Meta Analysis
Prone ventilation reduces mortality in patients with acute respiratory failure and severe hypoxemia: systematic review and meta-analysis.
This review may be edited
Summary
Posted By: Gordon S Doig
E-Mail: gdoig@med.usyd.edu.au
Posted Date: 13 Dec 2010
Title: Prone ventilation reduces mortality in patients with acute respiratory failure and severe hypoxemia: systematic review and meta-analysis.
Authors: Sud S, Friedrich JO, Taccone P, Polli F, Adhikari NK, et al
Reference: Intensive Care Med. 2010 Apr;36(4):585-99. Epub 2010 Feb 4.
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Abstract: BACKGROUND: Prone position ventilation for acute hypoxemic respiratory failure (AHRF) improves oxygenation but not survival, except possibly when AHRF is severe.

OBJECTIVE: To determine effects of prone versus supine ventilation in AHRF and severe hypoxemia [partial pressure of arterial oxygen (PaO2)/inspired fraction of oxygen (FiO2) less than 100 mmHg] compared with moderate hypoxemia (100 mmHg less than or equal to PaO2/FiO2 to 300 mmHg).

DESIGN: Systematic review and meta-analysis.

DATA SOURCES: Electronic databases (to November 2009) and conference proceedings.

METHODS: Two authors independently selected and extracted data from parallel-group randomized controlled trials comparing prone with supine ventilation in mechanically ventilated adults or children with AHRF. Trialists provided subgroup data. The primary outcome was hospital mortality in patients with AHRF and PaO2/FiO2 less than 100 mmHg. Meta-analyses used study-level random-effects models.

RESULTS: Ten trials (N = 1,867 patients) met inclusion criteria; most patients had acute lung injury. Methodological quality was relatively high. Prone ventilation reduced mortality in patients with PaO2/FiO2 less than 100 mmHg [risk ratio (RR) 0.84, 95% confidence interval (CI) 0.74-0.96; p = 0.01; seven trials, N = 555] but not in patients with PaO2/FiO2 greater than or equal to 100 mmHg (RR 1.07, 95% CI 0.93-1.22; p = 0.36; seven trials, N = 1,169). Risk ratios differed significantly between subgroups (interaction p = 0.012). Post hoc analysis demonstrated statistically significant improved mortality in the more hypoxemic subgroup and significant differences between subgroups using a range of PaO2/FiO2 thresholds up to approximately 140 mmHg. Prone ventilation improved oxygenation by 27-39% over the first 3 days of therapy but increased the risks of pressure ulcers (RR 1.29, 95% CI 1.16-1.44), endotracheal tube obstruction (RR 1.58, 95% CI 1.24-2.01), and chest tube dislodgement (RR 3.14, 95% CI 1.02-9.69). There was no statistical between-trial heterogeneity for most clinical outcomes.

CONCLUSIONS: Prone ventilation reduces mortality in patients with severe hypoxemia. Given associated risks, this approach should not be routine in all patients with AHRF, but may be considered for severely hypoxemic patients.

PMID: 20130832 [PubMed - indexed for MEDLINE]

 
Are the Results Valid?
1. Did the overview address a focused clinical question?
Yes. The authors report:

A priori, we hypothesized that prone ventilation would reduce mortality in severely hypoxemic patients, defined by baseline ratio of partial pressure of arterial oxygen (PaO2) to inspired fraction of oxygen (FiO2) less than 100 mmHg, but not in patients with moderate hypoxemia (100 mmHg B PaO2/FiO2 B 300 mmHg).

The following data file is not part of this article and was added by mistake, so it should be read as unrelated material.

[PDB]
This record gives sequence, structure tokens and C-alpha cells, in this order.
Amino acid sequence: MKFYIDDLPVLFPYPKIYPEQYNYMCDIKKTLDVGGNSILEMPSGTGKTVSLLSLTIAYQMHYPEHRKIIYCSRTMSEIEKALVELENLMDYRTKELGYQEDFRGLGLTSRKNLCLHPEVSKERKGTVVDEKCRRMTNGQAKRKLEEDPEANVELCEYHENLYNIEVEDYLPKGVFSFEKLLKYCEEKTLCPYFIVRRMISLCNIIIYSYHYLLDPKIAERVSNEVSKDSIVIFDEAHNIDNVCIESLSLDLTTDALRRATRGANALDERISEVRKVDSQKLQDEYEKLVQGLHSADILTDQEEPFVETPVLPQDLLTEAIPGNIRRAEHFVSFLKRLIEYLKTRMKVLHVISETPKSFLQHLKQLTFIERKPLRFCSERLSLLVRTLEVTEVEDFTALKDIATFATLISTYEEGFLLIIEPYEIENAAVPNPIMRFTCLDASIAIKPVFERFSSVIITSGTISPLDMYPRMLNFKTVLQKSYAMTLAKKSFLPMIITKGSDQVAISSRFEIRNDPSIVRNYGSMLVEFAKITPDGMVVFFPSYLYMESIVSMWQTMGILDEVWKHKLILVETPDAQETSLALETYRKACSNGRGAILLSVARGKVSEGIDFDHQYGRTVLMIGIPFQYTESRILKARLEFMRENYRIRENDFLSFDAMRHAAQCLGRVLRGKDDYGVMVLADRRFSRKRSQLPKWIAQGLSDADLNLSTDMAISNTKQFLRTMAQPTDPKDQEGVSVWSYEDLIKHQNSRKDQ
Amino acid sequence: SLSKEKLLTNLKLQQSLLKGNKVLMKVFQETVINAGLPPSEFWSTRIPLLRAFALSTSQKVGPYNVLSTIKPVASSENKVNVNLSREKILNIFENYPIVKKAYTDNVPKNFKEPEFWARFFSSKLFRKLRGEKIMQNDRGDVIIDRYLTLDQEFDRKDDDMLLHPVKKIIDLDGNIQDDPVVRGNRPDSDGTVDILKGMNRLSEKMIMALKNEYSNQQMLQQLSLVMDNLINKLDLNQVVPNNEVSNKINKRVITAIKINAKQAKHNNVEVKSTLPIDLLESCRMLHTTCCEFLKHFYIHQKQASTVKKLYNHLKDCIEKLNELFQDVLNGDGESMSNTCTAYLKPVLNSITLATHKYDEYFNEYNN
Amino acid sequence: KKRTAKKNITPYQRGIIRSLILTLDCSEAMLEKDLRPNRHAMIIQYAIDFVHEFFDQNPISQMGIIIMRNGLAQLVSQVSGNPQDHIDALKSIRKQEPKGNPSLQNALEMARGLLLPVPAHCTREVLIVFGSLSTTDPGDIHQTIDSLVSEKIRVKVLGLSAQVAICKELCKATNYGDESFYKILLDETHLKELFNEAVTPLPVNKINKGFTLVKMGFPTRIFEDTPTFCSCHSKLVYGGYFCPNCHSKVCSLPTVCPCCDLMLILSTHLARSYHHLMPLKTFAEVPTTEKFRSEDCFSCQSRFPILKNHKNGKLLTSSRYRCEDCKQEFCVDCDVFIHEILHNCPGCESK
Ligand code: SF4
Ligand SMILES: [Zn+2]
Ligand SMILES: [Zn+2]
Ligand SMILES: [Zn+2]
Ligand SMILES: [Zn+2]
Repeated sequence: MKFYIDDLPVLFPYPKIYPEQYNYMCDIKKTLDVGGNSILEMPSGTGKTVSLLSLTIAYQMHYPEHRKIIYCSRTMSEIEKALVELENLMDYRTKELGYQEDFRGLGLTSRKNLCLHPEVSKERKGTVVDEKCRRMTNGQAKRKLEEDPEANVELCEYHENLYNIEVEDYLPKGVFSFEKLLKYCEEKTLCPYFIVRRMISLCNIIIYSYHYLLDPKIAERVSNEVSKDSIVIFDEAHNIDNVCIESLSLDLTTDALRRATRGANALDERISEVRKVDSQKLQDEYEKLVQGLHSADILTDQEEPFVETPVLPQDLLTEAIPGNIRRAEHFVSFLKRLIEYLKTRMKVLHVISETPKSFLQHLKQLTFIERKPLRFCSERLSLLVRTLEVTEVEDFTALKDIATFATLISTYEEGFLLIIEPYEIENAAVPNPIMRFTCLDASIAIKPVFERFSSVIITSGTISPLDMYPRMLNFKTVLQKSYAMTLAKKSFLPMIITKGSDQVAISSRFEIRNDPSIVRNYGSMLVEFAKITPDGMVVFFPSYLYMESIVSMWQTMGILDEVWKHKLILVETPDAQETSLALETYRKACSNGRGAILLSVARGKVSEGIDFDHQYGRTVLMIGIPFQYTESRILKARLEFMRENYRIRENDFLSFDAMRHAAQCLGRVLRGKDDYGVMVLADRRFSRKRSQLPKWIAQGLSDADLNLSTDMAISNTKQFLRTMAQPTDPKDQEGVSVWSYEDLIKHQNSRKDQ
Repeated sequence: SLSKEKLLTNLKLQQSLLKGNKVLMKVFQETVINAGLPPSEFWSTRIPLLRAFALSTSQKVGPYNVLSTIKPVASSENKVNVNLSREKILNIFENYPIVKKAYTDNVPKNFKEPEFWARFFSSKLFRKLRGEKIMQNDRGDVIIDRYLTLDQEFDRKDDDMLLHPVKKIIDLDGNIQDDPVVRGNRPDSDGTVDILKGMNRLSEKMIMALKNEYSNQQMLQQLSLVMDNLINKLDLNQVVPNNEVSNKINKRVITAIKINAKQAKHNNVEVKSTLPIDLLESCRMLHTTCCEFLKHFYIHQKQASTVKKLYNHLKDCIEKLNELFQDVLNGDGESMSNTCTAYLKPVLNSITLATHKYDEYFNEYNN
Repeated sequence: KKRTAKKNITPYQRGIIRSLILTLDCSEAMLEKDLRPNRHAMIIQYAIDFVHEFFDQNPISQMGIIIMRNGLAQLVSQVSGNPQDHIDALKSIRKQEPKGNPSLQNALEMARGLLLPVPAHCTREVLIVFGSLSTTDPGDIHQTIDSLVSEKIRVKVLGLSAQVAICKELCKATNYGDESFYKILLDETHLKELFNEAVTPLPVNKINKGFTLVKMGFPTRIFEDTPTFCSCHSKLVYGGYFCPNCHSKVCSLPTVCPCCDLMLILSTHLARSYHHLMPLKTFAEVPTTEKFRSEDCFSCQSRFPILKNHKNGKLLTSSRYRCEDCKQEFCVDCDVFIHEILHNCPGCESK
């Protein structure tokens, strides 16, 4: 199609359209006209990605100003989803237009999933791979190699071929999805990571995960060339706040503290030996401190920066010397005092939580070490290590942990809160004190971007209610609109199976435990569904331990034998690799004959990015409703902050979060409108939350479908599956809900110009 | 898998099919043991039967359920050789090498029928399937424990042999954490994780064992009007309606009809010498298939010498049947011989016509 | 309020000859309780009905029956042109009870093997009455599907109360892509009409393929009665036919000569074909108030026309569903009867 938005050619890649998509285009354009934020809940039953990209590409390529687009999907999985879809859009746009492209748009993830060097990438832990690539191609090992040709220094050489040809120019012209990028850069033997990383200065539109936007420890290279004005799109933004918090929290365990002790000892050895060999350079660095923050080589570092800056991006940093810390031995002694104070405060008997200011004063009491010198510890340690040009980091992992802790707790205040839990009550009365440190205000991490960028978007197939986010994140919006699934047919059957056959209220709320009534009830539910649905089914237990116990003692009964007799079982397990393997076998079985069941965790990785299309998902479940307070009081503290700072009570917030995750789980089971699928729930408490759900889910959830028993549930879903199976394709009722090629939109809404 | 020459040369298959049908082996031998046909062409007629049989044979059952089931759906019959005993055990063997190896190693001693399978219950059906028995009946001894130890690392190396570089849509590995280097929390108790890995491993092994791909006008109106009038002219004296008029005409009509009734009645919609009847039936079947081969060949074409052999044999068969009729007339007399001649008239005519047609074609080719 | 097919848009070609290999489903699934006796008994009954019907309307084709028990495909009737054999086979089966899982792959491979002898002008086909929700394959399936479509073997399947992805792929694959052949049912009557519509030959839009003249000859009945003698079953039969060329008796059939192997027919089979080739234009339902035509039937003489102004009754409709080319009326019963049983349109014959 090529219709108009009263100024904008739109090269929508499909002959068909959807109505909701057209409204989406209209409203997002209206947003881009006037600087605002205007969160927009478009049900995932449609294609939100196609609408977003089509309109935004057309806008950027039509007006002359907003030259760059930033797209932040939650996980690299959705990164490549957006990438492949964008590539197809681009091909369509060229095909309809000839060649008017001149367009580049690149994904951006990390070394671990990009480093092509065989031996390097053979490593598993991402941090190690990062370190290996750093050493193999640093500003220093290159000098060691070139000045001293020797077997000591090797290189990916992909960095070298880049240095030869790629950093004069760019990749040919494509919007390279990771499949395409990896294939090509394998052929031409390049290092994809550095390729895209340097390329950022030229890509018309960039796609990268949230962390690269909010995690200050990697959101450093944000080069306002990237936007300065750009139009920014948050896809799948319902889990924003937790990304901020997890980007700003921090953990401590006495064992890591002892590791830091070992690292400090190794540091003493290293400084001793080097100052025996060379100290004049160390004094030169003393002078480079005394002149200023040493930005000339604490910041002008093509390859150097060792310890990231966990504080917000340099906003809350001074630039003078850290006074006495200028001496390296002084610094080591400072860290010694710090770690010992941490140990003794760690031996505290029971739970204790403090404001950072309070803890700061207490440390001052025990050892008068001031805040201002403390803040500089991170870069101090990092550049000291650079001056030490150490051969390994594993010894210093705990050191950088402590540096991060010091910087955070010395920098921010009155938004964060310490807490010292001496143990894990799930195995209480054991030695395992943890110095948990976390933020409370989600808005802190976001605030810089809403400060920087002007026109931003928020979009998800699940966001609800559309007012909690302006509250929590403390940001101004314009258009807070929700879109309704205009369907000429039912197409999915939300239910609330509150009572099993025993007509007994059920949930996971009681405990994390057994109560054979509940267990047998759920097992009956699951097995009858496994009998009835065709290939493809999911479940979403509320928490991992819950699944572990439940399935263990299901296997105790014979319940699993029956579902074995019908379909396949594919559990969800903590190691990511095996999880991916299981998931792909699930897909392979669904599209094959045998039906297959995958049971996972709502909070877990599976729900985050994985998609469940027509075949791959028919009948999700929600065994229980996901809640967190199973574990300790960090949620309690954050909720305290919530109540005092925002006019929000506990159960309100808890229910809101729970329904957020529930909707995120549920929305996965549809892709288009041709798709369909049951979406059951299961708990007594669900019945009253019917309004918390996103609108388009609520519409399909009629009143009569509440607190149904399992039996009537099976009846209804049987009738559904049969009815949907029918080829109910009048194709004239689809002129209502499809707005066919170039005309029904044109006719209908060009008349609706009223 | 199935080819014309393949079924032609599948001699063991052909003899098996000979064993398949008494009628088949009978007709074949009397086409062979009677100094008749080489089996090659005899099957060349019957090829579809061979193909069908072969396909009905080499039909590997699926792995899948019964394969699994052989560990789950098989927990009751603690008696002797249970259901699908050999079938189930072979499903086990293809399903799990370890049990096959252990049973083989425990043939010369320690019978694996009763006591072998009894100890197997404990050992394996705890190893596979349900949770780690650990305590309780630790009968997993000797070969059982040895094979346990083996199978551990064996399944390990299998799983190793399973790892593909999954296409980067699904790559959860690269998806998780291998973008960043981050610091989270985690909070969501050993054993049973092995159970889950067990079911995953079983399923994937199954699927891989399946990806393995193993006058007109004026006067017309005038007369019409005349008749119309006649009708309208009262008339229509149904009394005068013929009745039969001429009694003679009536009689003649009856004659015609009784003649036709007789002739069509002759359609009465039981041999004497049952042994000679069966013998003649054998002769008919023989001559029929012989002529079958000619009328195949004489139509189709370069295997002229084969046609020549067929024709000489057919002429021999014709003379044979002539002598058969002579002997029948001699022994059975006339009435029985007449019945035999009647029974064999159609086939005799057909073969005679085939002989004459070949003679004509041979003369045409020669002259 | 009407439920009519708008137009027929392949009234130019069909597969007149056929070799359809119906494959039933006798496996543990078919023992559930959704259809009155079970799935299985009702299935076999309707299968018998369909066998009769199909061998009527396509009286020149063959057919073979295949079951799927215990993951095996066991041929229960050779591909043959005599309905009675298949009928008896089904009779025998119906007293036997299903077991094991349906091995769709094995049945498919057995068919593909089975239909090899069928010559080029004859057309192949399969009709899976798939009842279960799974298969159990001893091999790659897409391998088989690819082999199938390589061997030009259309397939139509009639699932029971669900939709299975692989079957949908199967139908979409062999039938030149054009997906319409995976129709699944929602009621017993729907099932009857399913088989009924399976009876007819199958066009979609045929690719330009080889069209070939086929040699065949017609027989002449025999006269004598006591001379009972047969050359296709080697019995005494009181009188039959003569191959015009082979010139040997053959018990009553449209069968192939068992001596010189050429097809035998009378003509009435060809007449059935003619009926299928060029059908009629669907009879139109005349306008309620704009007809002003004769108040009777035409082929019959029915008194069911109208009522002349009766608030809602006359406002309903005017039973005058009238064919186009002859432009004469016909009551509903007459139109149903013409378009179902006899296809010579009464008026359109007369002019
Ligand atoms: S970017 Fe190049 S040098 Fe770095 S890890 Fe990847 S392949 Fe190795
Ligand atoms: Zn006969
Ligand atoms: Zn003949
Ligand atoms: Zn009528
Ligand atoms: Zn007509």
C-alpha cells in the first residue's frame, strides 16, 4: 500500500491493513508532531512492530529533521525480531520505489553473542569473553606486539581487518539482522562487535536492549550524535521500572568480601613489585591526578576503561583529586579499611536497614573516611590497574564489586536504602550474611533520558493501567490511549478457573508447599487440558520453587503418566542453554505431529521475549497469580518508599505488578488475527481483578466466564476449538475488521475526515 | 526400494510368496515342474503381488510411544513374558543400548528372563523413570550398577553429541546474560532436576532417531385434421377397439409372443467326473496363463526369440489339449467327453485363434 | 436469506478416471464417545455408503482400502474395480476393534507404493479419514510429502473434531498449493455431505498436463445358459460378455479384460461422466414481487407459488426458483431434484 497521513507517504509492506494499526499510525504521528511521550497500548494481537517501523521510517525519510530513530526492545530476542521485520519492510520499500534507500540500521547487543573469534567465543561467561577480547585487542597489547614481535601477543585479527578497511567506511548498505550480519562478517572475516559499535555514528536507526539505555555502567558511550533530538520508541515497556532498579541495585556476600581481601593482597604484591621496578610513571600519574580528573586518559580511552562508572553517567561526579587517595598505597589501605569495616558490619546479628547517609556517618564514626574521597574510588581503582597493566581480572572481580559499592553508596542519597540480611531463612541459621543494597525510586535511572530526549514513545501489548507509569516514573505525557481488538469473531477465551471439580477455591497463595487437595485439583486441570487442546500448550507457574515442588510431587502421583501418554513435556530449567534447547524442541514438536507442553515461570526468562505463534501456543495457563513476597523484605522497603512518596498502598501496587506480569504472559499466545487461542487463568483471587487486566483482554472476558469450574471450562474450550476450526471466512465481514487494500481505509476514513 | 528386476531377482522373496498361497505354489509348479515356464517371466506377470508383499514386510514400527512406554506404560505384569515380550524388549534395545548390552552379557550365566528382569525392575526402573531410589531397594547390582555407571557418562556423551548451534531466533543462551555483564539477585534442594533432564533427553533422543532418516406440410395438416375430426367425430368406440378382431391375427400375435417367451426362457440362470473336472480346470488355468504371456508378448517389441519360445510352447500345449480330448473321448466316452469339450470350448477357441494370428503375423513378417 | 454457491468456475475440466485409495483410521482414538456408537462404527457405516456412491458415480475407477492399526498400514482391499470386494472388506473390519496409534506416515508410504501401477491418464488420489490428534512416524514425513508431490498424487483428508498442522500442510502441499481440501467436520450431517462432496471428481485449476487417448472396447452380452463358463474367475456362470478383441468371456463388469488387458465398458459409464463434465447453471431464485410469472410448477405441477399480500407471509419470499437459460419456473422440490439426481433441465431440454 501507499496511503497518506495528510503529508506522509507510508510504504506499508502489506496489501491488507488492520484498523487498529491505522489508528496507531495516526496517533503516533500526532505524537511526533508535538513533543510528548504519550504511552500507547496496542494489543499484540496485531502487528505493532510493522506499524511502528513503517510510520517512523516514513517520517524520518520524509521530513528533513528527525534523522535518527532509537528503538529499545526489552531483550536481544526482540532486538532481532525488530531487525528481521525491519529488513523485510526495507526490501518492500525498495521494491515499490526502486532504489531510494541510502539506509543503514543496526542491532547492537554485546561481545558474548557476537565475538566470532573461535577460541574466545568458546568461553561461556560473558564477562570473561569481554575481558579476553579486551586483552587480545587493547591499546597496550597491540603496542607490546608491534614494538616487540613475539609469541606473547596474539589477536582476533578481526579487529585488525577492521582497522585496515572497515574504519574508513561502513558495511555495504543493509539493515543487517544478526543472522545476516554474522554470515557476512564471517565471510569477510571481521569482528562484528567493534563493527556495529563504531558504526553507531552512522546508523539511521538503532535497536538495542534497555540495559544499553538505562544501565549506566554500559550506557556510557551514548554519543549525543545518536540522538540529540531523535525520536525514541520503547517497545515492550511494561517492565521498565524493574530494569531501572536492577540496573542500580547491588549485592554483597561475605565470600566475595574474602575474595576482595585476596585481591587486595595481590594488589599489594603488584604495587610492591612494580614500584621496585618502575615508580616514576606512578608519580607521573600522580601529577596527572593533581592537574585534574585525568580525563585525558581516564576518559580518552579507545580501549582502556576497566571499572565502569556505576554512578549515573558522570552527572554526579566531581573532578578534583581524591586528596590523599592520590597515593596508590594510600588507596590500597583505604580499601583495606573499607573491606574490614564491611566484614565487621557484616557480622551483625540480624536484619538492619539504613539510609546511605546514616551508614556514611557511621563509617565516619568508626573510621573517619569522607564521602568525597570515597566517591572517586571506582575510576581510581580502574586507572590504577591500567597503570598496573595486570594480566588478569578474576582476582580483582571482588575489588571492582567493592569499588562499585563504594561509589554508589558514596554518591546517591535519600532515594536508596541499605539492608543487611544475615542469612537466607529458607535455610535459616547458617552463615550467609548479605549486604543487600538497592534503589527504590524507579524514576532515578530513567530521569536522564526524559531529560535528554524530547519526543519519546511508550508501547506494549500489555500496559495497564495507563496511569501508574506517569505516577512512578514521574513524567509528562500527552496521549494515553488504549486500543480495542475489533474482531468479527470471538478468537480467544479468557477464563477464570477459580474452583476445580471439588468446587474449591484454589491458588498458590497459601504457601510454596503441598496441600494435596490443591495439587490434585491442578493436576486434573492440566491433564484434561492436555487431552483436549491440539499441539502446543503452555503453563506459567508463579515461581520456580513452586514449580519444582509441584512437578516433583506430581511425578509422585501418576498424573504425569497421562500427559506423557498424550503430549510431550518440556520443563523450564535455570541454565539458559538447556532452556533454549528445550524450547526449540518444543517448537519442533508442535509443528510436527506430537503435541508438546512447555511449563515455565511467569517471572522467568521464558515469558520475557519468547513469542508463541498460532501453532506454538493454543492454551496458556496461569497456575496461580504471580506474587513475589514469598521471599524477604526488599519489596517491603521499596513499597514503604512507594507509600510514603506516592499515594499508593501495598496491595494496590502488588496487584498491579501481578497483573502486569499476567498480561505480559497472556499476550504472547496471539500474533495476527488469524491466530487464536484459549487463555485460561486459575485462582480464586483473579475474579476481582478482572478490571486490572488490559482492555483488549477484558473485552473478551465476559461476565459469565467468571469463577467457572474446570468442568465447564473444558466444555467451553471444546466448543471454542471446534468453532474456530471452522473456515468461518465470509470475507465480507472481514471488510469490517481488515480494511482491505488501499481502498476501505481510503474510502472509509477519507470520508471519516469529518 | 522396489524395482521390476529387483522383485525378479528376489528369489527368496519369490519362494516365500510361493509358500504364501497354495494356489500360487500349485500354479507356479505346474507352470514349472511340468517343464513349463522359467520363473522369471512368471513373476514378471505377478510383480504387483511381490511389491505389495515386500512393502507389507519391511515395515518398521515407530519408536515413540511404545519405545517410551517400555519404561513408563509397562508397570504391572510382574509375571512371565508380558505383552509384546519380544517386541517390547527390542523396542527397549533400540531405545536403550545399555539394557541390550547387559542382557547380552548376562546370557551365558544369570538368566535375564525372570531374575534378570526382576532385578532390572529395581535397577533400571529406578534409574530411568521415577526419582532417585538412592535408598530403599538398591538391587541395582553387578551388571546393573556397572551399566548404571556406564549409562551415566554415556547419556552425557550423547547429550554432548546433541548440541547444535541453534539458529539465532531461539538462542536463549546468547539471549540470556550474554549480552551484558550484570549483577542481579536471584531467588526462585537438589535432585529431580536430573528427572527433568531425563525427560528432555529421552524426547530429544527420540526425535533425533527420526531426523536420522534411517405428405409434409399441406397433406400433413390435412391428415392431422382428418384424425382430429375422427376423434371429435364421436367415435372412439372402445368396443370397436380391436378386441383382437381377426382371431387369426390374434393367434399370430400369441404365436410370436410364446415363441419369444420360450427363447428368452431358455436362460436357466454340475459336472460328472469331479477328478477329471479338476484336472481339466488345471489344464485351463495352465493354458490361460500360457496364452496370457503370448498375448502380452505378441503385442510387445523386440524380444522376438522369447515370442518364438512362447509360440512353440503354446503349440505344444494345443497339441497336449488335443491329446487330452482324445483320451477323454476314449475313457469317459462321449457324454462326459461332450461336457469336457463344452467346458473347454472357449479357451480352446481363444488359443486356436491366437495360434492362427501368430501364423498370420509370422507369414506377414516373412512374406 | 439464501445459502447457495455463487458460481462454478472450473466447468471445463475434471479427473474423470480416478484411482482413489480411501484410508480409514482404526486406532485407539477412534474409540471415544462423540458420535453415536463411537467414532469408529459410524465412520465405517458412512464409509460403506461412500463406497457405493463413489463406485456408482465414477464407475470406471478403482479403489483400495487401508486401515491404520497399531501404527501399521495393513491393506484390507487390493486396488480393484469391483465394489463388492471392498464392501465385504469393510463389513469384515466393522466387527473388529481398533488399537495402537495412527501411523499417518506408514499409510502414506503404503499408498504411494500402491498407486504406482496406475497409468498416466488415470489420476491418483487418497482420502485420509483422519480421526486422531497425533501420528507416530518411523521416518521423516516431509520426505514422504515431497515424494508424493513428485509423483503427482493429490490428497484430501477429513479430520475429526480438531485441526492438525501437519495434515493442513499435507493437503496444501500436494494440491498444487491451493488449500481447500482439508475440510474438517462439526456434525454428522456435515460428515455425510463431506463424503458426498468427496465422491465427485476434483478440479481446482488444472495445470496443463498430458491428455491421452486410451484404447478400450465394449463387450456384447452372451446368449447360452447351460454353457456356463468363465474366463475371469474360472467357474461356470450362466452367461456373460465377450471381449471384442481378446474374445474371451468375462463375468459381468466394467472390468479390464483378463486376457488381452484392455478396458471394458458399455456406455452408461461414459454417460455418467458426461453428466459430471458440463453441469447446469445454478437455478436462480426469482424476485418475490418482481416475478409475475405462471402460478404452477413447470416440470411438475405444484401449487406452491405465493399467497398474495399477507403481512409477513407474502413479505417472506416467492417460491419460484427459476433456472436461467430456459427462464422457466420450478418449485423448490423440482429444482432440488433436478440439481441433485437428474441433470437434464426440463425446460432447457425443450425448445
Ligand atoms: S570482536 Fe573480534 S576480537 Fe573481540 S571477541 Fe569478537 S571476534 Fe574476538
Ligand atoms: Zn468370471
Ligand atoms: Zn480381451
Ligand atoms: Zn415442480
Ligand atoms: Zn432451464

2. Were the criteria used to select articles for inclusion appropriate?
Yes. The authors included all RCTs on-topic.
3. Is it unlikely that important, relevant studies were missed?
No, the authors conducted an extensive literature search. The search included MEDLINE, EMBASE and CENTRAL with hand searching of conference abstracts from key meetings (SCCM, ESICM,ACCP).
4. Was the validity of the included studies appraised?
Yes. The authors report use of blinding, maintenance of allocation concealment and report that they 'analyzed patients according the assinged group for all outcomes'.
The authors do not report whether each study reported outcomes for all randomised patients (complete follow-up).
5. Were assessments of studies reproducible?
Yes, there was complete agreement on the inclusion of studies.
6. Were the results similar from study to study?
There was no heterogeneity for the primary outcome (mortality, I2=0%). There was low heterogeneity (I2 less than 35%) for physiological outcomes.
What are the Results?
1. What are the overall results of the overview?
The use of proning demonstrated a significant reduction in mortality in severly hypoxemic patients (PaO,2/FiO2 less than 100mmHg):

risk ratio (RR)0.84, p = 0.01;

Prone ventilation also improved oxygenation by 2739% over the first 3 days of therapy.

2. How precise were the results?
The 95% confidence interval (CI) around the esitmate of mortality reduction was: 0.740.96;
Will the Results Help Me In Caring For My Patients?
1. Can the results be applied to my patient care
Yes. Although your ICU team will need to practice proning and gain experience in managing patients in this position, this technique can be applied to patients in any standard ICU.
2. Were all clinically important outcomes considered?
Yes. The authors considered mortality, physiological outcomes and harms.
3. Are the benefits worth the harms and costs?
The authors report that proning increased the risks of pressure ulcers (RR 1.29, 95% CI 1.161.44), endotracheal tube obstruction (RR 1.58, 95% CI 1.242.01), and chest tube dislodgement (RR 3.14, 95% CI 1.029.69). As team experience is gained, ICUs report a decrease in adverse event rates.

The costs of proning are marginal. The intervention requires a team of 4 people and pillows.


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Prone ventilation reduces mortality in patients with acute respiratory failure and severe hypoxemia: systematic review and meta-analysis.

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